The curious case of the Sacramento Kings

It’s a Wednesday night in December in the outdated “Arco Power Train Pavilion,” close to 12,000 fans are watching their Sacramento Kings take on the Toronto Raptors.

Banners of glories past hang in the rafters, a once proud and vibrant franchise has been reduced to one of the NBA’s worst teams.

The fans and players cheer each other on as the Kings fight for a win, but they can’t ignore the whispers. First it was Anaheim, then Seattle and now Virginia Beach.

No one knows what will become of this struggling franchise. But one thing’s for sure: they can not go on this way.

The kingdom of Sacramento is beginning to grow restless in light of the recent information that both Seattle and Virginia Beach have tentative arena deals in place. The word tentative seems all too familiar to citizens of Sacramento, after city council approved an arena deal that the Kings’ owners, Joe and Gavin Maloof, backed out of.

That event left many questioning whether the owners are committed to Sacramento, when it is clear that Sacramento is committed to the Kings. In 19 of the last 27 seasons, the Kings have sold out whatchyamacallit arena, 10 of those were losing seasons.

The city has even formed an organization known as Crown Downtown, whose sole purpose is “to show continued support for the construction of a downtown sports and entertainment complex and the benefits it would bring to the city and the region of Sacramento,” according to the organization’s Facebook page.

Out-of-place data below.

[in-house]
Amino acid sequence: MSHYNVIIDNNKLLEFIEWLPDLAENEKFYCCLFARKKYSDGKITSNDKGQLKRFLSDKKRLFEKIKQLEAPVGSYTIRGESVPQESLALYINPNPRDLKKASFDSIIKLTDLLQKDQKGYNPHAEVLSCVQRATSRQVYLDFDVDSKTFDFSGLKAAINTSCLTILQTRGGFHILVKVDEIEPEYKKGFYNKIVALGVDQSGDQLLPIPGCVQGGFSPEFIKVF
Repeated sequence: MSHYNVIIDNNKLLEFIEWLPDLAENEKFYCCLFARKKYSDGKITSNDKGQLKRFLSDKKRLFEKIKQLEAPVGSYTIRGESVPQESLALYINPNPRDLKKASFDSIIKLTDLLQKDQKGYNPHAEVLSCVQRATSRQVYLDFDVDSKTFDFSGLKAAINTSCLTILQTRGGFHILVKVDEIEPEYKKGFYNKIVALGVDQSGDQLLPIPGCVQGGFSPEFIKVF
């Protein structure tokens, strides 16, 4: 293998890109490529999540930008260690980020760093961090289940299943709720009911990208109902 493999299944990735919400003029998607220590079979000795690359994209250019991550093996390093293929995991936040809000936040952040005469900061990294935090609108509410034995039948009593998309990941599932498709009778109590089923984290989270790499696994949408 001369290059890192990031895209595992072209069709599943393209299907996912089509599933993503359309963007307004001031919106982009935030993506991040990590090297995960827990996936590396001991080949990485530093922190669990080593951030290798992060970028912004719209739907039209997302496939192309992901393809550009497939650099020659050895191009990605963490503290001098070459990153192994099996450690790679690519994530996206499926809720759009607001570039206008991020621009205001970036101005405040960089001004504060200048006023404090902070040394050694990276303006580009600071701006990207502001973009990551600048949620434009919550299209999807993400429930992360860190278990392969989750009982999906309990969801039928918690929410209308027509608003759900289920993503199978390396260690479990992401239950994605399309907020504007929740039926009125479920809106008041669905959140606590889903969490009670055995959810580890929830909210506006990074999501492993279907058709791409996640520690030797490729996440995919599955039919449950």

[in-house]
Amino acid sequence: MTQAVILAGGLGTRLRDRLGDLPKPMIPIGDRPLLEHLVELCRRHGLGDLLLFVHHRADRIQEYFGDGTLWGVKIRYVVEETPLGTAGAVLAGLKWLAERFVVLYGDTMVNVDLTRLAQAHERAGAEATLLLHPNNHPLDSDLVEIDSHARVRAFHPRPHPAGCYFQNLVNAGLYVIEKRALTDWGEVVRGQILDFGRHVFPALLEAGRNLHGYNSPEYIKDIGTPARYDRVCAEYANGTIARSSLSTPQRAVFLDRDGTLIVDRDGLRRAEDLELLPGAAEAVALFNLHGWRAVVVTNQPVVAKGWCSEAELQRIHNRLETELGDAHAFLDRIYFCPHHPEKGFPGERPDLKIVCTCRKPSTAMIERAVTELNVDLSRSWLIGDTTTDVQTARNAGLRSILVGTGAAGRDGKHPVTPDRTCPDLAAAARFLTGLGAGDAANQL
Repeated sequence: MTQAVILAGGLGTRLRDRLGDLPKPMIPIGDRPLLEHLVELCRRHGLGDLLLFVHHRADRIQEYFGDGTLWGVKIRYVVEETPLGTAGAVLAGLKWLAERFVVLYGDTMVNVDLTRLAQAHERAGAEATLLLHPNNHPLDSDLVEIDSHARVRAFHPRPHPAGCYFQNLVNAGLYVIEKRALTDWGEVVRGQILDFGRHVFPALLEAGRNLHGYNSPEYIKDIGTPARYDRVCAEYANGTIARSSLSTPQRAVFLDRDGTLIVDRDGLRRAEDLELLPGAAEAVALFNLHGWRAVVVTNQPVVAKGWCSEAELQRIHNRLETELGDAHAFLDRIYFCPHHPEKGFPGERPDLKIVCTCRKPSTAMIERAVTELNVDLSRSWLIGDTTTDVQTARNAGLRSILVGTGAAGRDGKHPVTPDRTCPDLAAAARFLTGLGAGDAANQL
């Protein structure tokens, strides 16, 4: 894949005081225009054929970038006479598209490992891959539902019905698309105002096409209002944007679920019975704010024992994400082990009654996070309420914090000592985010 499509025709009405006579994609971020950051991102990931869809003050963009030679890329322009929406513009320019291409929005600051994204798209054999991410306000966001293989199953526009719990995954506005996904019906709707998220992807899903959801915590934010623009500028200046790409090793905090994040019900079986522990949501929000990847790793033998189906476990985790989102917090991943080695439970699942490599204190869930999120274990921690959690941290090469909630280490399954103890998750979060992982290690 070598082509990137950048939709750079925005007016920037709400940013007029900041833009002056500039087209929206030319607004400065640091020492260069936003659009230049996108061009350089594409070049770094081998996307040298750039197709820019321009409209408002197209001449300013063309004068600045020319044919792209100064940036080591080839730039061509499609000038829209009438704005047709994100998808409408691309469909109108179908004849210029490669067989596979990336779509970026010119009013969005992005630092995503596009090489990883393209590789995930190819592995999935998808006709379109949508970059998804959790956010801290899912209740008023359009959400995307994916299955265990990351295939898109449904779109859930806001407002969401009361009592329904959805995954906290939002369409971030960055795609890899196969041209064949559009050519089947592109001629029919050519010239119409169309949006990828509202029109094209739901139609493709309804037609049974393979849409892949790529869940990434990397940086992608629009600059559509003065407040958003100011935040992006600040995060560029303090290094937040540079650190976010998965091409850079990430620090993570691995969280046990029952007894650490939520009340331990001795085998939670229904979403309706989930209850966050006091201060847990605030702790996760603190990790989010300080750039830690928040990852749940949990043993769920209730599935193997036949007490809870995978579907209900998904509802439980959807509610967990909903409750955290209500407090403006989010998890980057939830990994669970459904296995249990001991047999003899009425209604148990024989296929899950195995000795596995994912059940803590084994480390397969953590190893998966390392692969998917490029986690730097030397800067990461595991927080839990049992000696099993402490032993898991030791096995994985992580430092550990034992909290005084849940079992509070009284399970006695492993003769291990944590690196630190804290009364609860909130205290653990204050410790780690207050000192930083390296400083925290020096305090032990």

Then there is the issue of the Kings’ roster; a roster that at times will leave you scratching your head.

The young, but talented group is sprinkled with veterans and at times look like world beaters. But all too often, they are the punchline of a joke.

Lead by former rookie of the year Tyreke Evans, who is struggling to find his niche within the organization, and controversial seven-footer Demarcus Cousins, the Kings are a model of inconsistency. On one night you can’t help but think this will be a team to be reckoned with in three years and other nights you are left throwing your remote at the television after a fourth-quarter collapse.

Sacramento’s head coach Keith Smart seems to know how to treat young players, but not how to coach them. It is hard to understand why the smooth shooting fan favorite Jimmer Fredette, who owns a .463 field goal percentage, sits on the end of the bench when the Kings are in need of offense.

So what’s to become of the Kings? Hopefully a mutiny.

It is time for the team to start over. Find new owners, fire Smart and general manager Geoff Petrie and get someone in the organization that can get an arena deal done.

As a fan’s sign put so elegantly, “Is this the last time we’ll see greatness in Sac?”